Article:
Jimmy Lee dies at 62; prominent JPMorgan investment banker

JPMorgan Chase Vice Chairman Jimmy Lee dies at 62: 'There was no bigger banker on Wall Street'

The cream of the investment and corporate worlds gathered nearly a decade ago when JPMorgan Chase & Co. celebrated Jimmy Lee's 30 years in the banking business — a seemingly endless list of names including Henry Kravis, Stephen Schwarzman, Barry Diller and Jack Welch.

"They remembered how he stepped up and gave them what they needed to get deals done when no one else was there to help them," said Anwar Zakkour, a fellow investment banker who worked closely with Lee at Chase. "There was no bigger banker on Wall Street than Jimmy Lee."

JPMorgan Vice Chairman James B. Lee Jr., 62, known as Chase's "trillion dollar man," collapsed after suffering an apparent heart attack after exercising on a treadmill at his home in Darien, Conn. He was pronounced dead at a hospital.

Lee was one of the best dealmakers on Wall Street and helped take hosts of companies public, including General Motors, Alibaba, Visa and Facebook. He engineered high-profile mergers such as News Corp. with Dow Jones, and United Airlines with Continental. He was involved twice in deals affecting the Los Angeles Times, first when real estate mogul Sam Zell bought Times parent Tribune Co., and again when Tribune split into separate broadcasting and newspaper companies after Zell's debt-laden acquisition landed the company in bankruptcy court.

While working at Chemical Bank, a predecessor bank to JPMorgan Chase, Lee was the architect of the now common practice of banks providing enormous deal-financing loans to companies or investors while arranging to have dozens of other banks take on some of the debt, spreading risks too large for any one firm to shoulder.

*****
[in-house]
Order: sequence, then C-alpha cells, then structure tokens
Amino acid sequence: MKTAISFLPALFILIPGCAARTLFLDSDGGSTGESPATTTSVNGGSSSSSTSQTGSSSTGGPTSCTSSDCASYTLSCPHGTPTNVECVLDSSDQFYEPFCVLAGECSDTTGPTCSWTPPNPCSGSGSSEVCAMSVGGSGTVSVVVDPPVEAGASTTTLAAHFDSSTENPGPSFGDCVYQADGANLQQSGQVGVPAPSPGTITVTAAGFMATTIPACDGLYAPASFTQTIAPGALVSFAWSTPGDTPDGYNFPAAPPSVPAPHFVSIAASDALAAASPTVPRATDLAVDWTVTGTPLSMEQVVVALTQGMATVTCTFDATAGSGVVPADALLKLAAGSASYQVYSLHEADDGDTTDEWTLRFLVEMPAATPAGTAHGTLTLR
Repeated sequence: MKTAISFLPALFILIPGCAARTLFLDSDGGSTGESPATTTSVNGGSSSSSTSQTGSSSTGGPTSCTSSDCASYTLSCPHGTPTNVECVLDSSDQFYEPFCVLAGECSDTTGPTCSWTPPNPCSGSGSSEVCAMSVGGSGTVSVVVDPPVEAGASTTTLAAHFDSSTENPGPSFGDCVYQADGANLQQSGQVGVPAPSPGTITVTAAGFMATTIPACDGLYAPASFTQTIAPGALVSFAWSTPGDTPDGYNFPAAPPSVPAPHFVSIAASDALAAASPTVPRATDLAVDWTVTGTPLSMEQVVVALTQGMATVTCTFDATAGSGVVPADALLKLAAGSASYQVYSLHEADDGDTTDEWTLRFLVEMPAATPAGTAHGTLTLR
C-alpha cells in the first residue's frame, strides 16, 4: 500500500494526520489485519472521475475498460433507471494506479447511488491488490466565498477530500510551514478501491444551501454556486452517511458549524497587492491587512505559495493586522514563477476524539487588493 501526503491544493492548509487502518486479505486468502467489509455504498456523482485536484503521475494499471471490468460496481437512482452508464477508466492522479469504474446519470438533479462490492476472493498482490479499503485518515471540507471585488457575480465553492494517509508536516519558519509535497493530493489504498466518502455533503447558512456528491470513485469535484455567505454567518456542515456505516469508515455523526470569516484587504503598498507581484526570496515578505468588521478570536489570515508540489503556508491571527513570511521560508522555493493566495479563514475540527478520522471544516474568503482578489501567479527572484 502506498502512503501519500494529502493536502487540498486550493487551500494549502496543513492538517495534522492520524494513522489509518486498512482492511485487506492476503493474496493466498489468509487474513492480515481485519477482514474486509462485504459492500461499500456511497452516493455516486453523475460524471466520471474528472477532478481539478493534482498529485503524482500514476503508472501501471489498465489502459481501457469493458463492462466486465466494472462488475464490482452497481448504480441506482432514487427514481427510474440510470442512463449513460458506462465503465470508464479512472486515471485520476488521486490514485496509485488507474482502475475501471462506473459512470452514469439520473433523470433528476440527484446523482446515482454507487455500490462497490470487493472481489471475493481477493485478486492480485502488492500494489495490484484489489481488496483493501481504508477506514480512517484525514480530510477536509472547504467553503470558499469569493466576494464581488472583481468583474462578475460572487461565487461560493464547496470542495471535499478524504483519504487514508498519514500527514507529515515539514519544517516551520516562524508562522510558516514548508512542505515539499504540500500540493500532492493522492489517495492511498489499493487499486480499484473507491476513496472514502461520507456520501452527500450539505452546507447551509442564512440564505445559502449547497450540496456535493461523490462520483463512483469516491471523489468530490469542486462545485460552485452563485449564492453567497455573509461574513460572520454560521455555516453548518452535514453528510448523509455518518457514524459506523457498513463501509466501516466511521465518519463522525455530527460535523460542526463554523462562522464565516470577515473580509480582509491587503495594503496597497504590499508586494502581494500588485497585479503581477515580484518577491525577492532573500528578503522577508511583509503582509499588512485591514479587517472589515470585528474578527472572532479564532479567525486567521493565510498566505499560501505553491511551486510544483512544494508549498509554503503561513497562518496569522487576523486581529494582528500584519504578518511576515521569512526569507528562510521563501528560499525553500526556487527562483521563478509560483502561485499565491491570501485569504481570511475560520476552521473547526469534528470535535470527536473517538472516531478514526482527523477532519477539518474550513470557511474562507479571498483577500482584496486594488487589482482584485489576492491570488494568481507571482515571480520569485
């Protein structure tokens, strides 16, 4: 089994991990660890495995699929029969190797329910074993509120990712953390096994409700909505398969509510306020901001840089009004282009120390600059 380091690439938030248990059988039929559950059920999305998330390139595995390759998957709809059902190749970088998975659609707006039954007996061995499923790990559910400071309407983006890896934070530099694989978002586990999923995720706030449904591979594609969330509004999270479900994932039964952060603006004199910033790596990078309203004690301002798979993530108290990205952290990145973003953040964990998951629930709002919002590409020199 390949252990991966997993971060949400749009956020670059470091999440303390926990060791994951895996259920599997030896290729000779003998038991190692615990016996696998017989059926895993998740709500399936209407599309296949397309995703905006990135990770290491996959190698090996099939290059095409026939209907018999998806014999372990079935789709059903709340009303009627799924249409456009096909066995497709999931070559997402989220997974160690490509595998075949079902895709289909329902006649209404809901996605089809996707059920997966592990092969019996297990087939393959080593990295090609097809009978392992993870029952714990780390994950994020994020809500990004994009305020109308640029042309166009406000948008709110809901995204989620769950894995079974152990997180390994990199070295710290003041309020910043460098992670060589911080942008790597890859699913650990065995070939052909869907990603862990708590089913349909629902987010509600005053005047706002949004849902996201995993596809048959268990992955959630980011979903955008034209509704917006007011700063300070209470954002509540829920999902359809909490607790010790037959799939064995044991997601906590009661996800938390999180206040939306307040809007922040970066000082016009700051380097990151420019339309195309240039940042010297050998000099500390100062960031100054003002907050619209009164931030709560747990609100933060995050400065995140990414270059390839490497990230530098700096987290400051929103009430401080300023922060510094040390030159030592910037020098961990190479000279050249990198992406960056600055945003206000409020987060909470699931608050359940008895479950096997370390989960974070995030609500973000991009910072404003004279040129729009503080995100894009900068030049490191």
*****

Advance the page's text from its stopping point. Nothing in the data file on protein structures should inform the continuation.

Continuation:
"He helped build something that started as nothing into the leading loan syndicator in the country," said former Chemical Chief Executive William B. Harrison, who went on to become CEO of JPMorgan Chase.

In addition to creating the syndicated loan business, Lee founded a high-yield bond business at Chemical as well as an arm that catered to private equity firms, enabling the bank and later JPMorgan Chase to offer one-stop shopping for companies and investors seeking financing for mergers and acquisitions.

After JPMorgan purchased Bank One in 2004 and Bank One's Jamie Dimon became CEO of the merged bank, "He and Jamie became very close," Harrison said. "Jamie collaborated with him tremendously — not just as a banker, but as a guy who could help him think all kinds of things through."

Dimon said in a statement that Lee had made "an indelible and invaluable contribution to our company, our people, our clients and our industry over his nearly 40 years of dedicated and selfless service."

"Jimmy was a master of his craft," Dimon said, "but he was so much more — he was an incomparable force of nature."

Born in Manhattan in 1952, Lee double-majored in economics and art history at Williams College before entering the banking world almost accidentally, when his wife decided to pass on a job interview at Chemical Bank and he went instead.

With his successes, Lee inevitably was courted by other firms and had agreed at one point to join Schwarzman's firm, the enormous asset manager Blackstone Group, before Harrison talked him out of it. Zakkour said he often teased Lee by saying he must have regretted not taking a job that would have made him a billionaire twice over, but Lee replied: "No — I love my job here."

Survivors include Lee's wife, Elizabeth; daughters Alexandra and Elizabeth; and son James.

Twitter: @ScottReckard

Copyright © 2016, Los Angeles Times